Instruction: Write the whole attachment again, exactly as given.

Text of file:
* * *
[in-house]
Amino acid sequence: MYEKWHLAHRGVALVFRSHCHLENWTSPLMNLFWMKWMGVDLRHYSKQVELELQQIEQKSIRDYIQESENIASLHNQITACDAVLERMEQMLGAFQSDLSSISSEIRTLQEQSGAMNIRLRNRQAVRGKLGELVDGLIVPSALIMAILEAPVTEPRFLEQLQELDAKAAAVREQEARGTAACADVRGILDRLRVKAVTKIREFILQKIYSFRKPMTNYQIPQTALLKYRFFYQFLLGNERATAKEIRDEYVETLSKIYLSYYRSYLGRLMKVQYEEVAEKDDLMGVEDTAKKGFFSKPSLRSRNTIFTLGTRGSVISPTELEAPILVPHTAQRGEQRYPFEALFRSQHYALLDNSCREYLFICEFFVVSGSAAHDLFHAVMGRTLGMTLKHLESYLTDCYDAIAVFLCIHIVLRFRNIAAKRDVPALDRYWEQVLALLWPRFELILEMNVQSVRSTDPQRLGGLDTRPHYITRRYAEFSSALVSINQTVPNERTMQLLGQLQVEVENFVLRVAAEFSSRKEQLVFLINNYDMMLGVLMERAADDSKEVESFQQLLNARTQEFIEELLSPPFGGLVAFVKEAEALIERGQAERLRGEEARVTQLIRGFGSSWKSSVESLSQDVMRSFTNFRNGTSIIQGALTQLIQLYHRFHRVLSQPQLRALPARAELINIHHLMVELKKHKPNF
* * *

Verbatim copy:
[in-house]
Amino acid sequence: MYEKWHLAHRGVALVFRSHCHLENWTSPLMNLFWMKWMGVDLRHYSKQVELELQQIEQKSIRDYIQESENIASLHNQITACDAVLERMEQMLGAFQSDLSSISSEIRTLQEQSGAMNIRLRNRQAVRGKLGELVDGLIVPSALIMAILEAPVTEPRFLEQLQELDAKAAAVREQEARGTAACADVRGILDRLRVKAVTKIREFILQKIYSFRKPMTNYQIPQTALLKYRFFYQFLLGNERATAKEIRDEYVETLSKIYLSYYRSYLGRLMKVQYEEVAEKDDLMGVEDTAKKGFFSKPSLRSRNTIFTLGTRGSVISPTELEAPILVPHTAQRGEQRYPFEALFRSQHYALLDNSCREYLFICEFFVVSGSAAHDLFHAVMGRTLGMTLKHLESYLTDCYDAIAVFLCIHIVLRFRNIAAKRDVPALDRYWEQVLALLWPRFELILEMNVQSVRSTDPQRLGGLDTRPHYITRRYAEFSSALVSINQTVPNERTMQLLGQLQVEVENFVLRVAAEFSSRKEQLVFLINNYDMMLGVLMERAADDSKEVESFQQLLNARTQEFIEELLSPPFGGLVAFVKEAEALIERGQAERLRGEEARVTQLIRGFGSSWKSSVESLSQDVMRSFTNFRNGTSIIQGALTQLIQLYHRFHRVLSQPQLRALPARAELINIHHLMVELKKHKPNF